A Shinobi creeps in

One of my best writers is a gray striped 1939 Vacumatic Long Major. It was Enabler’s birthday gift to me some three years ago, and sports a rare factory stub. Trouble was that it busted its diaphragm annually, often at the worst possible time. I really didn’t want to deal with sacs and such anymore, and decided a custom pen built around the Parker’s nib might cure my pains.

This was the donor pen, a birthday present from 2013.

Many pen friends loved and owned Shawn Newton’s work, so he was the only craftsman I looked up. Going through Newton’s site, I saw that he makes anything a reasonable customer could want. After measuring dimensions of the pens I tended to use most often, I had a clear idea of what I wanted him to build.

I asked for an eyedroppered Shinobi in slim size, long length, with a subtly pinched grip section. For the acrylics, I chose a translucent amber tortoise for cap and body, paired with an opaque wine red swirl for the section. As we finalized details, I decided to have a second section made for a Platinum Century EF nib and feed. The nibs were mailed to Arkansas, and the wait began.

Four months later, Shawn sent me pics of the pen taking shape. Within a day, it was completed and not long after, began its trans-Pacific voyage home. 

I don’t have a balcony so the training wheels option will have to do.
Regular vs Slim. Choose what fits your mitts.

Shawn warned me that my stub had a minor tine alignment issue, so the first order of business after unboxing was to pull the nib and balance the tines. Fifteen minutes with a loupe and a gentle touch proved adequate. I inked the pen with Sailor Rikyu-Cha and let the rubber meet the road.

The stub that started this whole project. You don’t find too many of these in the wild.
Proper factory ebonite feed is marked “W” for “WET!!!”

I had forgotten how wet this nib is! Rikyu-Cha usually dries to a bronzed tone of brown but in this pen, it went down like dark chocolate and stayed that way. Califolio’s blues are typically subdued so I tried Botany Bay next. Again, the ink dried darker than usual. I decided to go with my current fave, KWZ Gummiberry, and was met with lines as dark as Diamine Eclipse. More my speed.

This might be the beginning of an amber demonstrator kick.

Handling is excellent. I worried that the step in the barrel might prove discomforting in use. It does not meet the web of my hand so I don’t feel it while writing. The section welcomed my grip like an old pair of loafers and overall balance (with a full tank of gas) was just perfect for me.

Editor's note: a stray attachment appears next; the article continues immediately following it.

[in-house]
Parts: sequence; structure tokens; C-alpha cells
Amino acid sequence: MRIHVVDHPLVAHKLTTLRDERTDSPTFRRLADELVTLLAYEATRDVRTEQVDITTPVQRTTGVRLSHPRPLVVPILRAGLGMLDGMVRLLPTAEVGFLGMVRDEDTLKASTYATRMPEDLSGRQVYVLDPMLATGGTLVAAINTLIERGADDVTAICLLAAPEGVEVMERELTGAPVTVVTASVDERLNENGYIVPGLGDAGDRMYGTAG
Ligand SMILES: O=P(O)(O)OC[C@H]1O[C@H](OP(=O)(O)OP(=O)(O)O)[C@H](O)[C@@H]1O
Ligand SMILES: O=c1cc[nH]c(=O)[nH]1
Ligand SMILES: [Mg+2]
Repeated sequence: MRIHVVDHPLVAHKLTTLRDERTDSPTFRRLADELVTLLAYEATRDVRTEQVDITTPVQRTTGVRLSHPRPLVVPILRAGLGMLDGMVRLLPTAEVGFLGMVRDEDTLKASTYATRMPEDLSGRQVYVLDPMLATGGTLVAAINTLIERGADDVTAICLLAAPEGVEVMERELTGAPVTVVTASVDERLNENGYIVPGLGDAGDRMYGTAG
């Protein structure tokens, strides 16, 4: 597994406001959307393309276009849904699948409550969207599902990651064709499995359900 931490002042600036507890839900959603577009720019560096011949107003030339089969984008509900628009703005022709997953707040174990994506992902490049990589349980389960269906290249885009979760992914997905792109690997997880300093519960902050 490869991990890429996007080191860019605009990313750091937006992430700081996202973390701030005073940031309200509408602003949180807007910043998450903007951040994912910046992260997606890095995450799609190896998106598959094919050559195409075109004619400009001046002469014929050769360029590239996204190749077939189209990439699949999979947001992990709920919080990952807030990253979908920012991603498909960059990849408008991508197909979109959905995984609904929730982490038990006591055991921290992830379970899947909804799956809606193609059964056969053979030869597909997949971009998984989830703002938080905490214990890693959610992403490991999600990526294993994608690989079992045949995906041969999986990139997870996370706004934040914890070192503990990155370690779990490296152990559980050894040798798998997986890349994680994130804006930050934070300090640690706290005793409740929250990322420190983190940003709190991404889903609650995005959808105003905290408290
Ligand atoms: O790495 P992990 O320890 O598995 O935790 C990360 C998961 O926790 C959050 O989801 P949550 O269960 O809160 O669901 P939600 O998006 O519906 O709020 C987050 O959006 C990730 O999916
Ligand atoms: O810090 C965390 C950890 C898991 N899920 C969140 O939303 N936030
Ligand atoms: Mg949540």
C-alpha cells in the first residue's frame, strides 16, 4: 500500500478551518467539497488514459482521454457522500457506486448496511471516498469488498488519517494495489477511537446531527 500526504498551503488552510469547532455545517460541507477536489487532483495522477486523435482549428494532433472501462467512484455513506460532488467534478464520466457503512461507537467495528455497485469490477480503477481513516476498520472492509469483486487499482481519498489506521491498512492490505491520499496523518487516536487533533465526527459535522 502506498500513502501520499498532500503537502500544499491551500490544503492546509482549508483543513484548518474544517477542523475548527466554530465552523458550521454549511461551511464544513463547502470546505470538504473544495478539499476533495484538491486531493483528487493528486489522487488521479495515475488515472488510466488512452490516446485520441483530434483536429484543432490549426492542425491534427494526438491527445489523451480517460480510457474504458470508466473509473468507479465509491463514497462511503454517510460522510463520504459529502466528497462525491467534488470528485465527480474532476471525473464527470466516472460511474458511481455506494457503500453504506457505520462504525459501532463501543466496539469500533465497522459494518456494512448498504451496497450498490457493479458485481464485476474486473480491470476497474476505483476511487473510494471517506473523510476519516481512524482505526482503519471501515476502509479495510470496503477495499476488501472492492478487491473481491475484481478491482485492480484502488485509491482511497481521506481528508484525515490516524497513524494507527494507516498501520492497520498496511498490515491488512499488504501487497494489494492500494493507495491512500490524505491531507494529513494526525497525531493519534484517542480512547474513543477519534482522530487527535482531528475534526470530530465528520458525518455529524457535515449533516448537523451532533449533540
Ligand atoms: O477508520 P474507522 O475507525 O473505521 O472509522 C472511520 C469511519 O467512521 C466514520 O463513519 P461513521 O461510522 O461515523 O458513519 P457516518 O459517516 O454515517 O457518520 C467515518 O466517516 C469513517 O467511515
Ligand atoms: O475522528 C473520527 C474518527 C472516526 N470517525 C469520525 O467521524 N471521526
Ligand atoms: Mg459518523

That step in the barrel is never felt. Like a true Shinobi.

Enabler has a different grip and found the pen just a bit too slim. She loved the material choices though, and thought it similar to the translucent copper Shinobi that peaceablewriter holds and favors. With no small dose of chutzpah, I disagreed and said this was better. As that old Marine Corps mantra goes, “This is my rifle. There are many like it, but this is mine.”


6 thoughts on “A Shinobi creeps in

  1. JD

    Yes, mine is more on the orange side. Mine turns amber once it’s filled with Sailor Doyou. šŸ™‚

    You have the best color. No question about that!

    • Karlo Tatad

      LOL. I initially chose your color (copper), until I saw another pen he did in this material. To be fair, I asked leighpod for an opinion and she seems to know a thing or two about designing a pretty pen. šŸ˜

  2. JD

    Indeed she does! My initial thought was to use that material for my Shinobi. BUT I already had a pen using that material and thought it would be overkill. The irony is that other pen was rehomed. hahahaha! But I do love my Shinobi in cooper. Esp. looking at the section and seeing the nib shine through the ink. An affect you miss with the beautiful section on yours? *wicked grin* Okay, enough talking! Back to writing!

  3. John

    Maybe one day I’ll spring for a Shinobi but for now, thinking back to December 2012 ( ! ) I’ve always liked the look of the leather pen pouch. Do you find it gets much use or are your pens traveling in something else these days ?

    I very much enjoy your writing and the superb visual quality of the pictures.

    • Karlo Tatad

      I still have my leather pouches, but I only use them when I need to lug four pens with me. Rare occurrence these days since I discovered eyedroppers.

      Thank you for the kind words. The people who encouraged me to blog set a high bar as far as content and visuals are concerned. I am as grateful to them as I am to my readers.

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